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What’s Your Pocket Dump? (You DO Have One, Right?)



Pictured: Me preparing to go to Kroger, c. 2021, colorized

Batman’s utility belt is the stuff professional concealed carriers dream of— lightweight and chock-full of the goodies required for any situation. Unfortunately this is not how it works in real life. Even in the military you have to break down different types of combat loads, because it is impossible to have everything at all times.

For example, a fighting load will consist of only essential items needed to accomplish their assigned task during an immediate engagement. This is analogous to the civilian everyday carry (EDC) load.

“Approach March” loads are extra operational essential items, like rucks that are dropped off before or during contact with the enemy. They dump the extra weight of non critical items (extra socks) for better maneuverability. In the civilian world think of this as our get-home or bug-out bags. Loadouts then get bigger and more complex all the way to sustaining loads for long term operations.

It is amazing that in the firearms-related talk groups I frequent, each one seems to have its own version thread of the “pocket dump.” This is the tacticool term used to describe all of the stuff you carry every single day. At the end of the day you have to empty all of your pockets, dumping out all sorts of goodies. Some of these individuals carry enough stuff to make Batman say, “That’s enough, Alfred.”

I am not making (much) fun of anyone for this—if you enjoy humping all of this stuff around, good for you. But common sense leads me to believe that maybe that fishing kit, firestarter and Rambo survival knife could be staged in our vehicle or work office area? Is there REALLY going to be an immediate need to go emergency fishing or will walking to the car to get your extra gear be ok?

Just like the military fighting load, where you want only the essential items, every day carry should be the same thing. EDC should blend in and not be burdensome. My personal decision is that I want a pistol, holster, utility tool, flashlight, and tourniquet. Once you add in all of the other stuff I have to carry around like a wallet, phone and a keychain that would be the envy of any janitor. No wonder I have to wear cargo style pants with tons of pockets. Everything beyond that I can just make the effort to fight my way to the larger cache in the parking lot.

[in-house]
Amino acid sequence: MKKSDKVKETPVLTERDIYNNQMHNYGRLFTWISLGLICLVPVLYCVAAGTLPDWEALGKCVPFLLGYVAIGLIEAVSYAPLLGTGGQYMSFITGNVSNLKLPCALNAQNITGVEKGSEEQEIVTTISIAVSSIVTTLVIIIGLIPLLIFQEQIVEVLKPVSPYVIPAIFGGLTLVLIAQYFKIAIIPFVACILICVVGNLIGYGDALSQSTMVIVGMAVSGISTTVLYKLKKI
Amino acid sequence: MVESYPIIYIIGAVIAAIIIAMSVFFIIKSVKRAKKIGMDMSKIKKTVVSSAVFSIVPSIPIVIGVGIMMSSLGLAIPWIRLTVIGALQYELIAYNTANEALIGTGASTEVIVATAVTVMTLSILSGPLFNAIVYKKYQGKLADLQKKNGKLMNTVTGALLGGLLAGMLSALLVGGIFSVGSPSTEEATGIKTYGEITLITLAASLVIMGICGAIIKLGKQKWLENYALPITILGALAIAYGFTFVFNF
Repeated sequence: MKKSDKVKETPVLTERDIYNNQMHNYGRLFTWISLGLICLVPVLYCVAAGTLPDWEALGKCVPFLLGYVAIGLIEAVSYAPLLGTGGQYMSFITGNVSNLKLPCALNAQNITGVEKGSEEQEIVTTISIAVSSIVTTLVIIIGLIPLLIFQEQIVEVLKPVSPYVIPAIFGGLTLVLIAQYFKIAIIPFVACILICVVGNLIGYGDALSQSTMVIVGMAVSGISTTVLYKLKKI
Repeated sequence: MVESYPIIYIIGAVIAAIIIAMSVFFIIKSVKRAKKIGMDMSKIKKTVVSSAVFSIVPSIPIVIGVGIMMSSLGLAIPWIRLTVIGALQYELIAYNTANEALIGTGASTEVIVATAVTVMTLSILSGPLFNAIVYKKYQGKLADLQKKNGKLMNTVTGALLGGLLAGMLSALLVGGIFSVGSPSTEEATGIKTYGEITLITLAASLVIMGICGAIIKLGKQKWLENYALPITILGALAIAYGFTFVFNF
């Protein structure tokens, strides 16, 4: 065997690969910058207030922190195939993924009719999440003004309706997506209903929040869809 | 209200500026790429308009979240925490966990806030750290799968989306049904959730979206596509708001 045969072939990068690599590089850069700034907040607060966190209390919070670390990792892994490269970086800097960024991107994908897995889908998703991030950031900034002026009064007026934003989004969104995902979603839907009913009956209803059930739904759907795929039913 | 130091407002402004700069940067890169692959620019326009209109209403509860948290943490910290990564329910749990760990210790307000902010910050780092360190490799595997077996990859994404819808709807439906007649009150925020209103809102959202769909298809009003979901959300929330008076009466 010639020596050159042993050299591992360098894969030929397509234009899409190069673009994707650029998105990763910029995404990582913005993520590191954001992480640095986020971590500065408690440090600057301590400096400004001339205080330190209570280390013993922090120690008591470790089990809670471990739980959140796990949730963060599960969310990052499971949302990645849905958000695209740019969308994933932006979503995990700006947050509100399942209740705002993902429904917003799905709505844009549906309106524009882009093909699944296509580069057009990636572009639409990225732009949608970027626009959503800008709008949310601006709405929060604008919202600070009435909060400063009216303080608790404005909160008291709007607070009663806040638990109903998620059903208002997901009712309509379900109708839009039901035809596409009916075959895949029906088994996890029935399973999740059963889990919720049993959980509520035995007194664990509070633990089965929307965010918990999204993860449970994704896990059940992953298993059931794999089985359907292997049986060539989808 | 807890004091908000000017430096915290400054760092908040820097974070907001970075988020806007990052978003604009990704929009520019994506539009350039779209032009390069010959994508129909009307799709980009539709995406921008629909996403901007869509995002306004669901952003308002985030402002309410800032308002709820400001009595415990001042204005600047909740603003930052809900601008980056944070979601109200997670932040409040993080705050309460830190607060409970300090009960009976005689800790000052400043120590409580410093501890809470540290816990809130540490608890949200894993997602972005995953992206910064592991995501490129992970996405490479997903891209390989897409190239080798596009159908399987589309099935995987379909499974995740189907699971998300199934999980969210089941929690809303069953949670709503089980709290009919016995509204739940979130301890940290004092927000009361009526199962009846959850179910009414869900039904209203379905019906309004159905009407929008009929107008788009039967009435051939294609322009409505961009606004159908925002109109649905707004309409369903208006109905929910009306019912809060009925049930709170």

Some may even notice that I do not mention extra magazines. You do what you want, but I just do not feasibly see myself getting into an extended firefight. My current main pistol is a Springfield Hellcat Pro with 16 rounds topped off. This may not be a popular opinion, but looking at most shootings, good guys are not the ones that need to lay suppressive fire. My first goal is to de-escalate or avoid situations if I can. After that, well if I could not stop the threat in 16 rounds or less, damn it was not my day. You may not agree and that’s fine … I just wish you luck with the Grand Jury after your spray-and-pray shooting.

As of the last couple years one addition that I look at as a critical piece of gear is a North American Rescue Cat Tourniquet. Some of the best continuing education you can take is a Stop the Bleed/Tourniquet class. I have taken the class multiple times and it amazes me every class there are still people who swear the tourniquet is a last resort and you lose limbs employing them. Don’t take my word—go find a local class and get some firsthand high-speed training. A tourniquet is definitely an item that you need if someone is shot in a limb, and when you need it, you need it five minutes ago. You won’t have time to go retrieve one.

I don’t know about you, but a flashlight has to be one of my most used tools. I trust Surefire and have carried their lights for almost two decades. The aluminum construction and angled bezels can make them serve a dual purpose as a make shift Kubaton, increasing your striking capability. On top of that, even during the day time, flashlights are just useful pieces of kit. I have actually personally used my Surefires for self-defense, at night in a dark area of a park. Some nefarious folks who were intent to lay hands on me, were blinded instead. When you shine a thousand lumens in someone’s dark-adapted eyes, it creates temporary blindness.

I have actually switched over to the Surefire rechargeable CR123 batteries. When used with a light that has multi-power capability you just find yourself using it more often since you no longer eat batteries left and right. I keep a charger in my with fresh batteries so I no longer have an excuse to not use the light.

Next up is a good knife or multitool. I honestly go back and forth, but my Leatherman Charge has a knife so I don’t see the need to double up on my immediate need EDC stuff. My Leatherman is my modern Swiss Army knife, and it is actually ridiculous how frequently I use it. If the Leatherman can’t handle it…we’re in trouble, and it’s time to get out of Dodge anyway.

My pocket dump may not be exciting, but it’s neat and portable. And if I need “tier two tech support,” all that stuff is a few feet away in the parking lot.

People will definitely argue that two guns are better than one, and you need magazines to reload for days. Sure if that’s what you feel you need, have at it. I guess I could start carrying my active shooter pouch everywhere, but I am not into tactical purses and it just gets in the way of everyday life. For me I want to carry the same load in a t-shirt and shorts or jeans and a jacket. I want to blend in as much as I possibly can. What’s your pocket dump? The comments are open!

James The “XDMAN” Nicholas Mr. UnPewFessional himself


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